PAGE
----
2. Witton’s error was a direct result of being unable to determine the ancestry of pterosaurs. Once that is known we can see the homologies and identify the remaining four major tarsal bones (Fig. 2) in pterosaurs.

3. His third problem was his refusal to reference the one paper in the literature that actually traced the ancestry of pterosaurs and the homologies of the tarsal bones: Peters 2000. Odd that. Witton shares a trait with Hone and Benton in that regard.

4. According to the traditional paradigm, the proximal tarsals were supposed to fuse to the tibia during ontogeny, but no one has showed that yet. No pterosaur embryo has additional unfused tarsals. Furthermore, no tiny pterosaur, formerly considered a juvenile, has additional unfused tarsals. This myth of fusion evidently comes from the false paradigm associating pterosaurs with dinosaurs (which do have a tibiotarsus) and from the finished, curved articulating surfaces of the distal tibia/fibula in pterosaurs. Such a large pulley-like surface gives pterosaurs a widely swinging ankle for walking on top of the tarsus and then for flying with feet trailing to roll/flex the foot ~90 degrees back for aerodynamic reasons.

Here we’ll rectify all of Witton’s problems with phylogeny
We can identify the individual bones of the pterosaur tarsus by comparing them to ancestral nonvolant taxa with a larger number and more readily identified tarsals first reported by Peters (2000). Here’s a nice morphological sequence if you’ll ignore the autapomorphic short digit 5 of Macrocnemus. Huehuecuetzpalli, its phylogenetic ancestor, had a much longer pedal digit 5.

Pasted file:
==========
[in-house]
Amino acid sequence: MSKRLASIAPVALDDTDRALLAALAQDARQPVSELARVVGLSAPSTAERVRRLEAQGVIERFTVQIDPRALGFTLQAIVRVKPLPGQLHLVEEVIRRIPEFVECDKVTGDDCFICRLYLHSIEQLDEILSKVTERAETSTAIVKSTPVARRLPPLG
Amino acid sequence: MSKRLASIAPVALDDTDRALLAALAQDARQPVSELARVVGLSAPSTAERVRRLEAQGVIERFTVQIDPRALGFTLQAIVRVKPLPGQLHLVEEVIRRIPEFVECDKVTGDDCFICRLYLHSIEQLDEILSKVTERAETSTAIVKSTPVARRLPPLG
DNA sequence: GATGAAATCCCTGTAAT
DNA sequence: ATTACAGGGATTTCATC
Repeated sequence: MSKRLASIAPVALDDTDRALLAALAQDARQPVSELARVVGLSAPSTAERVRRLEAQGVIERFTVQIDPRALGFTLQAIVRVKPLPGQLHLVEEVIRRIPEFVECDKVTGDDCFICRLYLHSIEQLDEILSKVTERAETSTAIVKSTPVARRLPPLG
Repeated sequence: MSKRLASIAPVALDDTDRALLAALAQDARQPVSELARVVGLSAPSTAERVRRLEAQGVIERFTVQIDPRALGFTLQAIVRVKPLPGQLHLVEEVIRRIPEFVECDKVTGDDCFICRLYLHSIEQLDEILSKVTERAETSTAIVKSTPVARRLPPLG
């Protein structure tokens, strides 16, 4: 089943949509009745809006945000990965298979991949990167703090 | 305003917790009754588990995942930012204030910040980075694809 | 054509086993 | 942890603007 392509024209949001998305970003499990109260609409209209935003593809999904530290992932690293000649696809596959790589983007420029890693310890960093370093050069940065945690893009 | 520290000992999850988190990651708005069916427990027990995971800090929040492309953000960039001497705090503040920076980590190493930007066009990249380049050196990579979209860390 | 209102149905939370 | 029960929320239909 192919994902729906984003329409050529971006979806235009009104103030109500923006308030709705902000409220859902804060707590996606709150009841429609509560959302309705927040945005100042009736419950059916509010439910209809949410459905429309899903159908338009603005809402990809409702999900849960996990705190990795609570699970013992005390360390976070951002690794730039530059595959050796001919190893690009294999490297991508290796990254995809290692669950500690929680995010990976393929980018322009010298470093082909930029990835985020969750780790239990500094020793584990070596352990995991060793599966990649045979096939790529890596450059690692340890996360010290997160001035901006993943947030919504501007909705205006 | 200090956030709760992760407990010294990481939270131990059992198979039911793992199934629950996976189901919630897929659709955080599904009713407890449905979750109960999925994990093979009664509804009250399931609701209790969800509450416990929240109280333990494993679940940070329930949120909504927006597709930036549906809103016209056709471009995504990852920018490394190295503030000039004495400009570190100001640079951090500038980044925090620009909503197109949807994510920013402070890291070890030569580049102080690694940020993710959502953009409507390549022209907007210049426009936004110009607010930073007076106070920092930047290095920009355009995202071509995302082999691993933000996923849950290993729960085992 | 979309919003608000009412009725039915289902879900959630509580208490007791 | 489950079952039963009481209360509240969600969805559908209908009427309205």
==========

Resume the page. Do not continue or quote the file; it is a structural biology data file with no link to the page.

Figure 2. The tarsi of Macrocnemus, Langobardisaurus and Cosesaurus demonstrating the reduction of ankle bones. None of these fuse to the tibia.

Figure 2. The tarsi of Macrocnemus, Langobardisaurus and Cosesaurus demonstrating the reduction of ankle bones (Peters 2000). None of these tarsals fuse to the tibia. The reduction of pedal digit 5 in Macrocnemus is restricted to that genus. Cosesaurus has the same number of large ankle bones as pterosaurs. Occasionally smaller distal tarsals also ossify.

Tarsal homologies in fenestrasaur tritosaurs
The homologies of pterosaur ankle bones can be traced from Macrocnemus to Langobardisaurus and Cosesaurus. Distal tarsals 1 and 3 generally diminish (but sometimes ossify in various pterosaurs). This leaves the astragalus, calcaneum, centrale and distal tarsal 4 in Cosesaurus and pterosaurs to form the ankle bones and create a mesotarsal ankle joint (Peters 2000). Pterosaurs share with Langobardisaurus and Cosesaurus that short metatarsal 5 and long m5.1. Note the continued contact of the distal fibula with the calcaneum. The apparent loss of various tarsals can come about either by way of 1.) fusion or 2.) reduction to absence or by 3.) lack of ossification.